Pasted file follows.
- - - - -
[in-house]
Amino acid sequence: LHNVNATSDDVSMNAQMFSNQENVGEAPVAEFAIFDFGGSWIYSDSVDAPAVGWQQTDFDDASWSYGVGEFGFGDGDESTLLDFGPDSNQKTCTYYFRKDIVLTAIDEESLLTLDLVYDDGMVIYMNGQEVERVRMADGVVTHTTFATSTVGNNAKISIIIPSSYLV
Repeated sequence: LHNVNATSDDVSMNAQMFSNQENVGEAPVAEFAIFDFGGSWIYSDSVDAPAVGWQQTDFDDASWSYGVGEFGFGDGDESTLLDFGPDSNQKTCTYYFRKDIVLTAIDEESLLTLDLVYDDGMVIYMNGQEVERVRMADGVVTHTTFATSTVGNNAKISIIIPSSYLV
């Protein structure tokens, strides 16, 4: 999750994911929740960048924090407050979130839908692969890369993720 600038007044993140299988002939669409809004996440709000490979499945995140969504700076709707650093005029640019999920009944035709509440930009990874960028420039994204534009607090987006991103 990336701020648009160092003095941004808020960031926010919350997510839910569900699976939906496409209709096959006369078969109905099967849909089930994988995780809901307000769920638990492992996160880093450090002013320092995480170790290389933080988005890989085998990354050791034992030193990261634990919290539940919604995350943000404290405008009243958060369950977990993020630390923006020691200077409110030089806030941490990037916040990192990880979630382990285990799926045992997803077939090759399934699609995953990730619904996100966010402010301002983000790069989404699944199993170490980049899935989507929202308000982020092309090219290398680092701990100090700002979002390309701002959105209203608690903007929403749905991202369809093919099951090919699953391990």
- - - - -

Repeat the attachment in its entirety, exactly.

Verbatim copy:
[in-house]
Amino acid sequence: LHNVNATSDDVSMNAQMFSNQENVGEAPVAEFAIFDFGGSWIYSDSVDAPAVGWQQTDFDDASWSYGVGEFGFGDGDESTLLDFGPDSNQKTCTYYFRKDIVLTAIDEESLLTLDLVYDDGMVIYMNGQEVERVRMADGVVTHTTFATSTVGNNAKISIIIPSSYLV
Repeated sequence: LHNVNATSDDVSMNAQMFSNQENVGEAPVAEFAIFDFGGSWIYSDSVDAPAVGWQQTDFDDASWSYGVGEFGFGDGDESTLLDFGPDSNQKTCTYYFRKDIVLTAIDEESLLTLDLVYDDGMVIYMNGQEVERVRMADGVVTHTTFATSTVGNNAKISIIIPSSYLV
């Protein structure tokens, strides 16, 4: 999750994911929740960048924090407050979130839908692969890369993720 600038007044993140299988002939669409809004996440709000490979499945995140969504700076709707650093005029640019999920009944035709509440930009990874960028420039994204534009607090987006991103 990336701020648009160092003095941004808020960031926010919350997510839910569900699976939906496409209709096959006369078969109905099967849909089930994988995780809901307000769920638990492992996160880093450090002013320092995480170790290389933080988005890989085998990354050791034992030193990261634990919290539940919604995350943000404290405008009243958060369950977990993020630390923006020691200077409110030089806030941490990037916040990192990880979630382990285990799926045992997803077939090759399934699609995953990730619904996100966010402010301002983000790069989404699944199993170490980049899935989507929202308000982020092309090219290398680092701990100090700002979002390309701002959105209203608690903007929403749905991202369809093919099951090919699953391990």